There Is Such A Thing As Too ‘Woke’: A Rebuttal To That Ariana Thinkpiece

When I was still in college, the professor of my African American Cinema class said the above words to our small group. This occurred after a previous screening of Spike Lee’s Do The Right Thing, primarily because someone had taken the wokespiracies too far and asserted that perhaps the film’s protagonist, Mookie, was an FBI plant sent there to rile up the people.

After my professor had a good chuckle, she urged us to simmer down and beware of being “too woke.” Of course, she didn’t know how prophetic her words were then, considering that this was 2014/2015 and woke was just beginning to catch fire on Black Twitter, even though the concept had been around for some time. Nor could she have predicted the relevance of her warning, as mainstream (read: White) pop culture would soon hijack it and beat it to death so ferociously that it would soon be synonymous with a White person who is trying too hard to seem socially aware and down with Black people.

Which, of course, is always…cringe-inducing.

It was cringe-inducing when my problematic White fave Mark Ruffalo tweeted about “getting woke to the transgendered experience.” It was cringe-inducing when Sham Wipeout wrote that eleventh hour, D+ paper about “profiting off of wokeness.” And it was equally cringe-inducing when I saw the writer’s “Ariana Grande’s ‘Thank U, Next’ Music Video Is Surprisingly Anti-Queer” come down my timeline.


Now, here’s the thing. There is nothing wrong with a well-thought-out thinkpiece. Because, ideally, said piece is loaded with criticisms that, while opinionated, are also fact-based and have the statistical evidence,  anecdotal evidence, and or lived experience to support it. Unfortunately, we do not live in an ideal world. The trend of thinkpieces presently usually boils down to someone having a half-assed opinion on the internet, figuring they can make at least three dollars off of it, throwing it on the internet, and being shocked at any backlash, even though they didn’t even put in a modicum of effort to ensure it couldn’t be easily dismissed as absurd.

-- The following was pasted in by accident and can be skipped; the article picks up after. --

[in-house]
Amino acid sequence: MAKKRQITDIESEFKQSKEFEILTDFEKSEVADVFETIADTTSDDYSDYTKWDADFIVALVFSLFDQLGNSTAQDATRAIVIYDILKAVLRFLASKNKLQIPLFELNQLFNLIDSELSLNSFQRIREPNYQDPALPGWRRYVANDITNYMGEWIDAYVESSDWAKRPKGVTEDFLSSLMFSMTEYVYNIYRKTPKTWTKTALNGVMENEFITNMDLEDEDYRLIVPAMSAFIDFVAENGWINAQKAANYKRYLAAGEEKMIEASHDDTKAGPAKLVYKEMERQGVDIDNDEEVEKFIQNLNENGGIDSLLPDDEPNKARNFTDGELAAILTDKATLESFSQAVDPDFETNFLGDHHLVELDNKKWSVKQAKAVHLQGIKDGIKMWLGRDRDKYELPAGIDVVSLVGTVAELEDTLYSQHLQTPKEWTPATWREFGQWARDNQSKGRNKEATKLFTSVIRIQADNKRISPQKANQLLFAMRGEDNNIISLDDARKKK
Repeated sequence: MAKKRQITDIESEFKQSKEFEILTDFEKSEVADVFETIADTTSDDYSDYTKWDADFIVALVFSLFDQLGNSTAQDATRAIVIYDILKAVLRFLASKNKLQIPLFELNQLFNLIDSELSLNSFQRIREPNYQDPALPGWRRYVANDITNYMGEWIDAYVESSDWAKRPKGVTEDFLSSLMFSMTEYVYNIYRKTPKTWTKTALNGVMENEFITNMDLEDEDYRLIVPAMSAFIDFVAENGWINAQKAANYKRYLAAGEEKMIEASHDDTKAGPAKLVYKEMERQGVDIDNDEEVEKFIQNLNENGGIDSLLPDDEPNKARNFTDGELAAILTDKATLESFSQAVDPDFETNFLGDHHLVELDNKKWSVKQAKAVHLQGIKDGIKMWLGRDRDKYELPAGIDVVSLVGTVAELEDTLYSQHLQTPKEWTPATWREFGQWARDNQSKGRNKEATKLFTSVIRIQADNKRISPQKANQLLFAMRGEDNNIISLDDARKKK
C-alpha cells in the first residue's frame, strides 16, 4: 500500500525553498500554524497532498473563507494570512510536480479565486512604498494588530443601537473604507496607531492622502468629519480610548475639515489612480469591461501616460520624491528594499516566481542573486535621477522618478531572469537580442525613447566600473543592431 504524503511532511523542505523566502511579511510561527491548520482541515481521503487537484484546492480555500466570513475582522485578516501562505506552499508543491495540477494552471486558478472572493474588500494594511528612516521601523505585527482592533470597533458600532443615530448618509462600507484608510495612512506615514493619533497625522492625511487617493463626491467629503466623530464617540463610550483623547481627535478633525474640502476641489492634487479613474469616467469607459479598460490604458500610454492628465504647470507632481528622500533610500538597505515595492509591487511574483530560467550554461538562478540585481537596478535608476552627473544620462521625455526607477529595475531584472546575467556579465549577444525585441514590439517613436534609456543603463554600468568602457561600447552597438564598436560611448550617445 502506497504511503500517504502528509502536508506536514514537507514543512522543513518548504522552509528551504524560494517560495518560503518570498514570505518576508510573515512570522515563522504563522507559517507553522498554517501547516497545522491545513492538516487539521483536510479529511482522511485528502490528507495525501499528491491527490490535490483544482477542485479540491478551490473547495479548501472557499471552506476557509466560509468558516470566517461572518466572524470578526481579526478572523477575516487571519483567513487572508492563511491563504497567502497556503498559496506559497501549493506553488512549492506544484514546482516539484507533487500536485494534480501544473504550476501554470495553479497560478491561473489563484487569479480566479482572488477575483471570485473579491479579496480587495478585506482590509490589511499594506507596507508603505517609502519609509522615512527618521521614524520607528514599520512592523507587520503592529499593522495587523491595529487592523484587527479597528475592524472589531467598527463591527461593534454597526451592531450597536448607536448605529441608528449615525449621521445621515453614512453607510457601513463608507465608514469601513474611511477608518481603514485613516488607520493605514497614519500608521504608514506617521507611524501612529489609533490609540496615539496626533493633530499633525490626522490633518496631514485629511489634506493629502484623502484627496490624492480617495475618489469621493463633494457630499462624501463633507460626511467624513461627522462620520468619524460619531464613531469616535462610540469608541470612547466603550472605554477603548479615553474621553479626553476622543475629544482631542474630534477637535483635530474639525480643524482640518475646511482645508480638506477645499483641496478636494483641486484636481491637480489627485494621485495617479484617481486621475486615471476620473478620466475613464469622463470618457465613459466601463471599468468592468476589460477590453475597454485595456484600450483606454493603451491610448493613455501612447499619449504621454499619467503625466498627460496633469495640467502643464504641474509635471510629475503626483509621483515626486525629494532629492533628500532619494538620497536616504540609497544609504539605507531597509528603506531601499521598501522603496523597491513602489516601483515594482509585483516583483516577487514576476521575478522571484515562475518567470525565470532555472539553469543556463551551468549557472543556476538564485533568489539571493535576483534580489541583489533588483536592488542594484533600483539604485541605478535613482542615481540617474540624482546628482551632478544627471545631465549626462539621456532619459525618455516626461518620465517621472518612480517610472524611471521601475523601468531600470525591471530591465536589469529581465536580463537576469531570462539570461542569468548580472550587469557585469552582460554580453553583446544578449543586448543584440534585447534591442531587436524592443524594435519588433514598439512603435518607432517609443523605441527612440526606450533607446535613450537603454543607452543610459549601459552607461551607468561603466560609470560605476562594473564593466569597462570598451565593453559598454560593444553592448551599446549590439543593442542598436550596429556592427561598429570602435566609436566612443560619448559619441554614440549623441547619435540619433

This is exactly what I was thinking as I read this piece. For a variety of reasons — including the following:

1. The writer does not understand the pop culture references that Grande draws inspiration from.

While “thank u, next,” as a song, is Grande’s ode to past lovers, the music video serves as her way of paying homage to iconic chick flicks and romantic comedies. These overt references are reenactments of scenes out of 13 Going on 30, Bring It On, Legally Blonde, and Mean Girls. But the author soon made it clear that apparently said references weren’t as overt as I thought.

One of the earliest parts of the article asserts that “it is unclear if Ariana is supposed to be the superficial antagonist of the video, like Regina George in Mean Girls, or if she is attempting to portray underdog Cady Heron, who resists the Plastics’ normativity.” This is a very odd thing to say when in the earlier paragraph, the writer refers to her as a “Queen Bee” and mentions the confessional montage and homage of Ariana’s Regina-esque stand-in, with her peers detailing all the wild shit they’ve heard about her and how far they are willing to go to be like her. And it’s equally jarring when you see her and her friends (which include Elizabeth Gillies as Cady Heron) reenacting that famous hallway walking scene at 1:07, complete with everyone wearing similar, if not identical, outfits to their chosen Plastic.

Exhibit A

This same “misunderstanding” is used to read queer antagonism into scenes where it is not even present (which I will get to) and turns the cheer scene in the Bring It On homage into something aggressively offensive.

An earlier version of the piece simply referenced the sequence as a cheerleading sequence that featured Ariana’s all-White cheer squad versus an unnamed squad of Black cheerleaders at 2:30, with a later edit signifying that this was “in tribute to Bring It On.” The writer asserts that it is not clear who is the villain or protagonist here (Ariana is the protagonist, as she is the subject of the video as she moves through its different vignettes) and backs up this blurring of villainy by explaining that the former team is supposedly dressed in “patriotic red, white, and blue,” with the latter supposedly dressed in “Pan-African green, gold, and red.”

Where’s the blue? Where are the “Pan-African” colors?? WHERE ARE THEY???